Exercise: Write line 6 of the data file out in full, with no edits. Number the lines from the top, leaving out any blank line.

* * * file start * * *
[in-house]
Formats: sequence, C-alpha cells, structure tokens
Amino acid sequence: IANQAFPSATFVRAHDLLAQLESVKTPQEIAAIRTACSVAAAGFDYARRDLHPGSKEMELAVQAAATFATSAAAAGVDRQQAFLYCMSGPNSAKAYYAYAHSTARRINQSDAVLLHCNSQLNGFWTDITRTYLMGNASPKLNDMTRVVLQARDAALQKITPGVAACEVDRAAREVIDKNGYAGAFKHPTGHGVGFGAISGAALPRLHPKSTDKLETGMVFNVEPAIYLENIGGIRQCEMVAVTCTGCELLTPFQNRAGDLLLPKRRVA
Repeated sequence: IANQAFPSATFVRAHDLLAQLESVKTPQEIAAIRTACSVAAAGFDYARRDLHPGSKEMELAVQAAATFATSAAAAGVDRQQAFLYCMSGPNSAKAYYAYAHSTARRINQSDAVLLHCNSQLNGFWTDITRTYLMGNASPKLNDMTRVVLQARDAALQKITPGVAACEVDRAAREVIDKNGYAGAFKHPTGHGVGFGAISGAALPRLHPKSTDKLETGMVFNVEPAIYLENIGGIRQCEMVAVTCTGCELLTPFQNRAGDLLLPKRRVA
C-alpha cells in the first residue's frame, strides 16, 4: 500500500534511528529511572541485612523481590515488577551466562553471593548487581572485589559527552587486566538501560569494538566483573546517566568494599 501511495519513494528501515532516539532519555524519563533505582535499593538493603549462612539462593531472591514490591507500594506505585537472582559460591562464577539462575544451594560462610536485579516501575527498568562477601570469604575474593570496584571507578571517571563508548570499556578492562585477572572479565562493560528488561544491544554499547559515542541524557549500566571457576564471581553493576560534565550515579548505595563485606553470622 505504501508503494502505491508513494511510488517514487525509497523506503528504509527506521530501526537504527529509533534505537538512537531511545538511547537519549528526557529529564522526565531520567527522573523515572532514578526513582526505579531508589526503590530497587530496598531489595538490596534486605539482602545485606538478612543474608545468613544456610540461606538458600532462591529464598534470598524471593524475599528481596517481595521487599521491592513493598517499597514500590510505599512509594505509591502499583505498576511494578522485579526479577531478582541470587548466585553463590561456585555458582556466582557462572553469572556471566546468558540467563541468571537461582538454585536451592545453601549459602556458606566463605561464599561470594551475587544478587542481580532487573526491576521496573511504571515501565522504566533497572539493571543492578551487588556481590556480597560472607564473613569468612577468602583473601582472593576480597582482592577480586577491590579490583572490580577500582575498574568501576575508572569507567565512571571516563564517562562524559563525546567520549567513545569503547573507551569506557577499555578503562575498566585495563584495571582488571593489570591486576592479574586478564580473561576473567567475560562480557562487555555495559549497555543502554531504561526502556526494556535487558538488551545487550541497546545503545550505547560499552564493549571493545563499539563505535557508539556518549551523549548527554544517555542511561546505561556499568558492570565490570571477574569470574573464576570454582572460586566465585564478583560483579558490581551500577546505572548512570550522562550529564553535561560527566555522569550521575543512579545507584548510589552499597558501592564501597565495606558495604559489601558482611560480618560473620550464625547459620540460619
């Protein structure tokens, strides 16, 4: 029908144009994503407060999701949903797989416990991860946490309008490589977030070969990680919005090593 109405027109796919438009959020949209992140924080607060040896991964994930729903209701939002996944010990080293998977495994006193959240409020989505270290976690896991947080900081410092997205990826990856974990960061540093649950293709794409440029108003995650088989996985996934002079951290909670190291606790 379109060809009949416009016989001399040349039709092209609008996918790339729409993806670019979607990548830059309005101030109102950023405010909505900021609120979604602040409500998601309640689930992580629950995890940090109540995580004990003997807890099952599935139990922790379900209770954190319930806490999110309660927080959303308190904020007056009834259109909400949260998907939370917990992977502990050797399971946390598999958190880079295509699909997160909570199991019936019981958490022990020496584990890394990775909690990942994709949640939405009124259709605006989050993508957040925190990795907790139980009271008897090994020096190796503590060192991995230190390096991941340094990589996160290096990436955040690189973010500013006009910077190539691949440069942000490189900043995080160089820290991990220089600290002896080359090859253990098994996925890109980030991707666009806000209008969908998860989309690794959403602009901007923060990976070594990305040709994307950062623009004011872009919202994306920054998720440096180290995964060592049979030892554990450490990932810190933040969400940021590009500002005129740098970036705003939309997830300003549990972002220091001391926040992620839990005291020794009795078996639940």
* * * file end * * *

């Protein structure tokens, strides 16, 4: 029908144009994503407060999701949903797989416990991860946490309008490589977030070969990680919005090593 109405027109796919438009959020949209992140924080607060040896991964994930729903209701939002996944010990080293998977495994006193959240409020989505270290976690896991947080900081410092997205990826990856974990960061540093649950293709794409440029108003995650088989996985996934002079951290909670190291606790 379109060809009949416009016989001399040349039709092209609008996918790339729409993806670019979607990548830059309005101030109102950023405010909505900021609120979604602040409500998601309640689930992580629950995890940090109540995580004990003997807890099952599935139990922790379900209770954190319930806490999110309660927080959303308190904020007056009834259109909400949260998907939370917990992977502990050797399971946390598999958190880079295509699909997160909570199991019936019981958490022990020496584990890394990775909690990942994709949640939405009124259709605006989050993508957040925190990795907790139980009271008897090994020096190796503590060192991995230190390096991941340094990589996160290096990436955040690189973010500013006009910077190539691949440069942000490189900043995080160089820290991990220089600290002896080359090859253990098994996925890109980030991707666009806000209008969908998860989309690794959403602009901007923060990976070594990305040709994307950062623009004011872009919202994306920054998720440096180290995964060592049979030892554990450490990932810190933040969400940021590009500002005129740098970036705003939309997830300003549990972002220091001391926040992620839990005291020794009795078996639940």